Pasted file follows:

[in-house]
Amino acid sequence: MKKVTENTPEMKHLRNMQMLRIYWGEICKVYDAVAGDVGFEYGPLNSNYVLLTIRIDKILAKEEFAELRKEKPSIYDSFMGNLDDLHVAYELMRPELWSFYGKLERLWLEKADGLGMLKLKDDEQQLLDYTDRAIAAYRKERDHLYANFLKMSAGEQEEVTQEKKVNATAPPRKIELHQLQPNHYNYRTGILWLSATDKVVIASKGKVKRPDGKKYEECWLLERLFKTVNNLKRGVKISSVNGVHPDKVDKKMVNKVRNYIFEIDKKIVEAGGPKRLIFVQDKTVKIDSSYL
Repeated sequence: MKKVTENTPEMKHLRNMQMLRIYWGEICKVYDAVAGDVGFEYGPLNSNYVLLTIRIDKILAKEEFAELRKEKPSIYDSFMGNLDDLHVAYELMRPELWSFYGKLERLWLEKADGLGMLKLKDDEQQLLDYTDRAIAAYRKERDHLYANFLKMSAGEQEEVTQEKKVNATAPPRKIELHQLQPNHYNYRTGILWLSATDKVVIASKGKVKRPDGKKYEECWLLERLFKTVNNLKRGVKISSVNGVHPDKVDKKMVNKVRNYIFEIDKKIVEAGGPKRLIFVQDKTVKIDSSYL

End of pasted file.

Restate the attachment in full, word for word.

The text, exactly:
[in-house]
Amino acid sequence: MKKVTENTPEMKHLRNMQMLRIYWGEICKVYDAVAGDVGFEYGPLNSNYVLLTIRIDKILAKEEFAELRKEKPSIYDSFMGNLDDLHVAYELMRPELWSFYGKLERLWLEKADGLGMLKLKDDEQQLLDYTDRAIAAYRKERDHLYANFLKMSAGEQEEVTQEKKVNATAPPRKIELHQLQPNHYNYRTGILWLSATDKVVIASKGKVKRPDGKKYEECWLLERLFKTVNNLKRGVKISSVNGVHPDKVDKKMVNKVRNYIFEIDKKIVEAGGPKRLIFVQDKTVKIDSSYL
Repeated sequence: MKKVTENTPEMKHLRNMQMLRIYWGEICKVYDAVAGDVGFEYGPLNSNYVLLTIRIDKILAKEEFAELRKEKPSIYDSFMGNLDDLHVAYELMRPELWSFYGKLERLWLEKADGLGMLKLKDDEQQLLDYTDRAIAAYRKERDHLYANFLKMSAGEQEEVTQEKKVNATAPPRKIELHQLQPNHYNYRTGILWLSATDKVVIASKGKVKRPDGKKYEECWLLERLFKTVNNLKRGVKISSVNGVHPDKVDKKMVNKVRNYIFEIDKKIVEAGGPKRLIFVQDKTVKIDSSYL